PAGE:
Activation of JAK2 by GH Through Removal of Trans-Inhibition

To provide experimental evidence for this model, we placed FRET reporters (mCFP or mCit) at strategic locations within JAK2 and then compared the FRET ratios when cells were transduced with WT rabbit GHR (rGHR), rGHR that had the EED-to-KKR substitution, or both. This strategy allowed measurement of FRET ratios when all receptors were fixed in an inactive basal state or when a subset of receptors were fixed in an active orientation. FRET reporters were placed at the C terminus of JAK2, to monitor movement of the catalytic domains, or C-terminal to the SH2 domain at Asn533, in place of the pseudokinase domain. Reporter pairs were cotransfected (or transfected separately for FRET calculations) into HEK293T cells with the rGHR expression plasmids. Washed membrane preparations were then prepared from these cells (to reduce the background signal from free JAK2), and FRET ratios were determined. Although FRET ratio changes were small (Fig. 7, E and F), they were consistent. The small changes in FRET may result from FRET observed between three receptor interaction possibilities when the KKR mutant is expressed with the WT receptor: WT-WT (inactive), KKR-KKR (inactive), and WT-KKR (active). The significant increase in FRET ratio for the C-terminal reporters (Fig. 7E) is consistent with the requirement for the kinase domains to transactivate, whereas the reporters positioned in the location of the pseudokinase domain [i.e., C-terminal to the SH2 domain (Fig. 7F)] showed a decreased FRET ratio in accord with the model (Fig. 7D) and animation.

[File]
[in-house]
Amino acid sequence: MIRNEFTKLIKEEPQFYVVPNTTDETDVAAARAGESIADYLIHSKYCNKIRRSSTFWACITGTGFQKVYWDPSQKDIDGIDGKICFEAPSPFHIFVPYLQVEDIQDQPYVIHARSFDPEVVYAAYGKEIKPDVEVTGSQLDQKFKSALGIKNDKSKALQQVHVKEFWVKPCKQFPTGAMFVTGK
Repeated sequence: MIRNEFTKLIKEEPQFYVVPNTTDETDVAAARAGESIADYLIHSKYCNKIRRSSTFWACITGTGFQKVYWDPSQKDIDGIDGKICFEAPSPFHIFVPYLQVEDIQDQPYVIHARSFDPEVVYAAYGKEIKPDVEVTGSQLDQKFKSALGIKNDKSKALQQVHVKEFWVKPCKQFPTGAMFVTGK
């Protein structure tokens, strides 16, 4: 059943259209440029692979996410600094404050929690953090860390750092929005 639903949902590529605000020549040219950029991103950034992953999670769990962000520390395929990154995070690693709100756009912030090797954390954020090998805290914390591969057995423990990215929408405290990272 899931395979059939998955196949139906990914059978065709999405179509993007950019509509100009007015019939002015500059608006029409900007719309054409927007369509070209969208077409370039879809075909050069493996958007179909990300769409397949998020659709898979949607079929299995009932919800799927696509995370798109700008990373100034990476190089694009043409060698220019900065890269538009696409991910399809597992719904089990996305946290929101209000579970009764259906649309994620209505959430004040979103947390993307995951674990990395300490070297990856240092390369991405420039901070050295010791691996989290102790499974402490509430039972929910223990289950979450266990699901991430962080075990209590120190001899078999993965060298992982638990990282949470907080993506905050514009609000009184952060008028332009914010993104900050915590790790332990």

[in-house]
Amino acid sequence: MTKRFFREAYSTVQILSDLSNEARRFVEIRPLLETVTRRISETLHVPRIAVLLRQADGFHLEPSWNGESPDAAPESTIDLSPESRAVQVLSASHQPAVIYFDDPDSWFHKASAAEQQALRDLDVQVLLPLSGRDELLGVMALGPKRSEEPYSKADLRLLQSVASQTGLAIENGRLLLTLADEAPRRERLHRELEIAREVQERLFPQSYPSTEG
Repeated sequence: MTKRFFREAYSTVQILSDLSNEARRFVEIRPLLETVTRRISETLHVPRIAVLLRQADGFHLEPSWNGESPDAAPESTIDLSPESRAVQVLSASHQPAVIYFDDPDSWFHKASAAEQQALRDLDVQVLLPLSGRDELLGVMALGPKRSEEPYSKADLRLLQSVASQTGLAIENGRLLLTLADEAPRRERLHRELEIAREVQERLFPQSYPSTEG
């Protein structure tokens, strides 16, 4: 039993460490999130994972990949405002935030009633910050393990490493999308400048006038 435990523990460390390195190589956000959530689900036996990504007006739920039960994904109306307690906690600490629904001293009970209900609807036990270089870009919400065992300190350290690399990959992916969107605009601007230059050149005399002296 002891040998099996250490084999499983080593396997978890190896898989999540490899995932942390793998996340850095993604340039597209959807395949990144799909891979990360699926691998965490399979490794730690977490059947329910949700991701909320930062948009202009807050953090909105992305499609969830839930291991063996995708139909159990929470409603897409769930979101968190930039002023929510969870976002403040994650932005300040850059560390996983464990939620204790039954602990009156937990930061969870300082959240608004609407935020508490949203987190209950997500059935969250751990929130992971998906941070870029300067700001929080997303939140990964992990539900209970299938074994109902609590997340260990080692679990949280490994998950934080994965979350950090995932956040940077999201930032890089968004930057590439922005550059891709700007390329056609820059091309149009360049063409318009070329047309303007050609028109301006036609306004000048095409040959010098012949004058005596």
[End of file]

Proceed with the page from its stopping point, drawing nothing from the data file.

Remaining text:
To further substantiate our JAK2 activation model, the kinase and pseudokinase domains were swapped (JAK2-KP) and then transfected together with a WT JAK2 construct and the GH receptor into JAK2-deficient human fibrosarcoma γ2A cells. Our model would predict constitutive JAK2 activity only when these two JAK2 constructs are together, but not for either alone. Indeed, STAT5 phosphorylation by JAK2 was increased when WT JAK2 and JAK2-KP were present [in each experiment, the total amount of JAK2 transfected was the same (Fig. 8A)]. Overexpression of JAK2 leads to constitutive activation (45), which explains why some activated STAT5 is detectable when each JAK2 construct is transfected separately.

Fig. 8 JAK2 domain swap.